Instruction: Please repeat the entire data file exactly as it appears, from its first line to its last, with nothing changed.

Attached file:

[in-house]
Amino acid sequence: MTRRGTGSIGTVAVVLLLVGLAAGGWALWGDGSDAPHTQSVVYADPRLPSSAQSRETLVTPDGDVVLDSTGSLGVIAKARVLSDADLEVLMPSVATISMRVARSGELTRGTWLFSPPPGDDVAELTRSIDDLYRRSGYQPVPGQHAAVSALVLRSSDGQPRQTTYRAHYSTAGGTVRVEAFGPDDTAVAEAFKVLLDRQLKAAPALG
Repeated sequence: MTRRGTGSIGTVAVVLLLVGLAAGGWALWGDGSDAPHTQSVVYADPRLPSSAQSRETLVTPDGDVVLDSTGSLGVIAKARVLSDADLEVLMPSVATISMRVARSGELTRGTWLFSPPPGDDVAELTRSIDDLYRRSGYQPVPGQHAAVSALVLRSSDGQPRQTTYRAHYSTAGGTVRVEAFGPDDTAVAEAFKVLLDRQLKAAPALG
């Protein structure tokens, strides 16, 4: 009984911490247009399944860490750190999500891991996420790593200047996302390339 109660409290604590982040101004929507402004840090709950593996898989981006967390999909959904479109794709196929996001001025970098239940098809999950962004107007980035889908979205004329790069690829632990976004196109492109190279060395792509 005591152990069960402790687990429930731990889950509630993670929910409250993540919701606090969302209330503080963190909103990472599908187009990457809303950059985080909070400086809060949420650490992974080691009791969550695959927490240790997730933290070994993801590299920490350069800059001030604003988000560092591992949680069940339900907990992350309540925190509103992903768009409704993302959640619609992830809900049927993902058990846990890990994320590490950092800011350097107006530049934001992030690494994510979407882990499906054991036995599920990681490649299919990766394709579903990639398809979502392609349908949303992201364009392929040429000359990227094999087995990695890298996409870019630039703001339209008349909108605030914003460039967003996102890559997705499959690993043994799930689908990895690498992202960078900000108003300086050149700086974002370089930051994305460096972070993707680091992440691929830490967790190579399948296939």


[in-house]
Amino acid sequence: MTRRGTGSIGTVAVVLLLVGLAAGGWALWGDGSDAPHTQSVVYADPRLPSSAQSRETLVTPDGDVVLDSTGSLGVIAKARVLSDADLEVLMPSVATISMRVARSGELTRGTWLFSPPPGDDVAELTRSIDDLYRRSGYQPVPGQHAAVSALVLRSSDGQPRQTTYRAHYSTAGGTVRVEAFGPDDTAVAEAFKVLLDRQLKAAPALG
Repeated sequence: MTRRGTGSIGTVAVVLLLVGLAAGGWALWGDGSDAPHTQSVVYADPRLPSSAQSRETLVTPDGDVVLDSTGSLGVIAKARVLSDADLEVLMPSVATISMRVARSGELTRGTWLFSPPPGDDVAELTRSIDDLYRRSGYQPVPGQHAAVSALVLRSSDGQPRQTTYRAHYSTAGGTVRVEAFGPDDTAVAEAFKVLLDRQLKAAPALG
């Protein structure tokens, strides 16, 4: 009984911490247009399944860490750190999500891991996420790593200047996302390339 109660409290604590982040101004929507402004840090709950593996898989981006967390999909959904479109794709196929996001001025970098239940098809999950962004107007980035889908979205004329790069690829632990976004196109492109190279060395792509 005591152990069960402790687990429930731990889950509630993670929910409250993540919701606090969302209330503080963190909103990472599908187009990457809303950059985080909070400086809060949420650490992974080691009791969550695959927490240790997730933290070994993801590299920490350069800059001030604003988000560092591992949680069940339900907990992350309540925190509103992903768009409704993302959640619609992830809900049927993902058990846990890990994320590490950092800011350097107006530049934001992030690494994510979407882990499906054991036995599920990681490649299919990766394709579903990639398809979502392609349908949303992201364009392929040429000359990227094999087995990695890298996409870019630039703001339209008349909108605030914003460039967003996102890559997705499959690993043994799930689908990895690498992202960078900000108003300086050149700086974002370089930051994305460096972070993707680091992440691929830490967790190579399948296939």